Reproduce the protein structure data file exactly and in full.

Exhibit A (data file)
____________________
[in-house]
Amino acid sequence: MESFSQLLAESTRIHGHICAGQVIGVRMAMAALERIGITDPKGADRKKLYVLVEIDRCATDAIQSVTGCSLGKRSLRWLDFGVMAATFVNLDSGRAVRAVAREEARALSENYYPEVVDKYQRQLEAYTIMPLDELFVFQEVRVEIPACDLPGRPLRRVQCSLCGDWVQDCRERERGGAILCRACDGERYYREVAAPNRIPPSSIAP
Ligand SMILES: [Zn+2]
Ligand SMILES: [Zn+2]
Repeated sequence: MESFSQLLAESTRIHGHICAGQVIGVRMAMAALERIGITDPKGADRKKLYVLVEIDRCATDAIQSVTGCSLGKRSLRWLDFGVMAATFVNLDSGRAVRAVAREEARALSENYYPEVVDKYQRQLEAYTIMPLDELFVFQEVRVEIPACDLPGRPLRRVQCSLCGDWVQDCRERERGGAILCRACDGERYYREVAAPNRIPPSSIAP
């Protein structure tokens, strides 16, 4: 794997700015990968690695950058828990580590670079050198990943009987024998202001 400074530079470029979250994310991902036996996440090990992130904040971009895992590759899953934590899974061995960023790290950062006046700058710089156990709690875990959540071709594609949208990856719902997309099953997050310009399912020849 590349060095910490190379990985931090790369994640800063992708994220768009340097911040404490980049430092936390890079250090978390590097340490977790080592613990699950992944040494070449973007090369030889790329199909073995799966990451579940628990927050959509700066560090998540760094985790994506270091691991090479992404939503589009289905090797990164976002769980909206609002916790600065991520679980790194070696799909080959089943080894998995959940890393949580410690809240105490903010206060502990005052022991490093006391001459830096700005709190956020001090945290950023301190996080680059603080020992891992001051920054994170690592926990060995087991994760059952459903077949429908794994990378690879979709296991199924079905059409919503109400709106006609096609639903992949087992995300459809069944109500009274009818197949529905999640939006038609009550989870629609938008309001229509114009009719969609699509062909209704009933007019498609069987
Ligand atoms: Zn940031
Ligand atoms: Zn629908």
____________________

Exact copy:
[in-house]
Amino acid sequence: MESFSQLLAESTRIHGHICAGQVIGVRMAMAALERIGITDPKGADRKKLYVLVEIDRCATDAIQSVTGCSLGKRSLRWLDFGVMAATFVNLDSGRAVRAVAREEARALSENYYPEVVDKYQRQLEAYTIMPLDELFVFQEVRVEIPACDLPGRPLRRVQCSLCGDWVQDCRERERGGAILCRACDGERYYREVAAPNRIPPSSIAP
Ligand SMILES: [Zn+2]
Ligand SMILES: [Zn+2]
Repeated sequence: MESFSQLLAESTRIHGHICAGQVIGVRMAMAALERIGITDPKGADRKKLYVLVEIDRCATDAIQSVTGCSLGKRSLRWLDFGVMAATFVNLDSGRAVRAVAREEARALSENYYPEVVDKYQRQLEAYTIMPLDELFVFQEVRVEIPACDLPGRPLRRVQCSLCGDWVQDCRERERGGAILCRACDGERYYREVAAPNRIPPSSIAP
């Protein structure tokens, strides 16, 4: 794997700015990968690695950058828990580590670079050198990943009987024998202001 400074530079470029979250994310991902036996996440090990992130904040971009895992590759899953934590899974061995960023790290950062006046700058710089156990709690875990959540071709594609949208990856719902997309099953997050310009399912020849 590349060095910490190379990985931090790369994640800063992708994220768009340097911040404490980049430092936390890079250090978390590097340490977790080592613990699950992944040494070449973007090369030889790329199909073995799966990451579940628990927050959509700066560090998540760094985790994506270091691991090479992404939503589009289905090797990164976002769980909206609002916790600065991520679980790194070696799909080959089943080894998995959940890393949580410690809240105490903010206060502990005052022991490093006391001459830096700005709190956020001090945290950023301190996080680059603080020992891992001051920054994170690592926990060995087991994760059952459903077949429908794994990378690879979709296991199924079905059409919503109400709106006609096609639903992949087992995300459809069944109500009274009818197949529905999640939006038609009550989870629609938008309001229509114009009719969609699509062909209704009933007019498609069987
Ligand atoms: Zn940031
Ligand atoms: Zn629908």